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Old to gold: Restoring old bikes can take owners to extremes

You see them occasionally on our roads.

Older motorcycles from a different time - pristine and roadworthy. And then there are newer-looking motorcycles which are remarkably better-looking than the day they left the showroom.

Most times, both types of motorbikes cannot be bought. Yet someone had painstakingly invested time and money to rebuild these unique motorcycles.

If you ask Mr Matthew Lim of Vicious Cycles, a custom motorcycle workshop, the journey to owning these specials can take the owner to extreme levels.

Mr Lim, 39, said: "Some restore old motorcycles by strictly following every detail in the original motorcycle manual.

"If it's a Suzuki cable tie or a decal on a 1970s dirtbike, they will hunt them down around the world. To them, original parts are a must."

The lengthy restoration or customisation work starts with a vision, planning and somewhat deep pockets.

Added Mr Lim: "On average, a custom job will cost more than a restoration project. It will also incur costs for labour and parts which could be as much as $50,000."

He has worked on a Harley where the owner pumped $100,000 into the project.

Thanks to the Internet, sourcing for rare parts is still possible.

You could trade with bike enthusiasts or contact speciality companies that produce them.

Mr Yusri Yusoff had reached out to the latter for the conversion of his used KTM 530 EXC-R dirtbike into a Dakar Rally-inspired one.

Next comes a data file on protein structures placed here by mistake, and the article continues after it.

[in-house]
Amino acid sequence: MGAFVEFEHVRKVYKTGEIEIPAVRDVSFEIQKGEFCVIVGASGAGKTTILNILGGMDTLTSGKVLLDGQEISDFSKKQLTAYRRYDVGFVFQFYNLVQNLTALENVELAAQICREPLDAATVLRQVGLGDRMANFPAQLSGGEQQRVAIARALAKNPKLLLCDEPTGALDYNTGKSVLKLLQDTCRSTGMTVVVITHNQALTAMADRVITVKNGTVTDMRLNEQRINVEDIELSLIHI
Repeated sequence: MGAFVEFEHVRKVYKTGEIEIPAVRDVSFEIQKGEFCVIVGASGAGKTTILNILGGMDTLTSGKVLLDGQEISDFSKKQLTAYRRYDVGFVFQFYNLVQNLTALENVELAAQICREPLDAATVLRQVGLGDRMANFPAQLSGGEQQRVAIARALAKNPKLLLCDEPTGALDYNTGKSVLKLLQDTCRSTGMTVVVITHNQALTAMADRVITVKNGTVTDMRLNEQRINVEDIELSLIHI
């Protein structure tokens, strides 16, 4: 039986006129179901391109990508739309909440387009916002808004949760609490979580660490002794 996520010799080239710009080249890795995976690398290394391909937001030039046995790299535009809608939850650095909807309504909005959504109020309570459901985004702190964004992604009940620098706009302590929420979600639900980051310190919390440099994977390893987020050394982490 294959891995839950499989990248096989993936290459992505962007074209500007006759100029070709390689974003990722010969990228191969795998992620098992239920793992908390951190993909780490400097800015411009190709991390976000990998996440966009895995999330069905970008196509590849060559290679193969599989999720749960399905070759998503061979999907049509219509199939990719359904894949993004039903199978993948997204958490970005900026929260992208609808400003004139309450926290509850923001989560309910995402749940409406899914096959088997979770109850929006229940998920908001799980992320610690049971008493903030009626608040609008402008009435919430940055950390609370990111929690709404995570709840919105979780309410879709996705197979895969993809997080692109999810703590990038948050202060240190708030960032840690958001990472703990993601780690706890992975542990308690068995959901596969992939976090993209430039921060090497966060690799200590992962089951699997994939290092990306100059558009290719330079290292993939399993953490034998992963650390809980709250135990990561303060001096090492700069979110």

In the age of rising Certificate of Entitlement premiums and costly rally-type motorcycles, he decided to build a replica while still maintaining the original functionality of the KTM.

Said Mr Yusri, 45, an operations manager at an oil and gas company: "I ran into many problems along the way.

"Parts didn't fit and I realised there were no instruction manuals. So I had to make-do and fabricate some of my own parts."


The two-month project, which began in December last year, was worth his time.

He now has a newer-looking motorcycle that is tailor-made to his specifications and has become the envy of others.

Mr Lim's customers demand that their restored motorcycles look original and are roadworthy.

The oldest motorbike he was involved in restoring cosmetically was a 1930s Vincent Comet.

But you do not have to be a custom builder to reproduce something special, as Mr Abraham Muralli, 43, found out.

Mr Muralli had secretly restored his father's 1970s-era Honda CL175 K3 dirtbike.

He did that just to say "I love you" to his father who had stopped riding due to a stroke and old age.

While not 100 per cent original, the Honda, which required new paintwork, did the job.

Said Mr Muralli: "After taking the bike cover off, there was a magical moment when my father touched and inspected every little part on the Honda.

"His nods and smile were enough for me."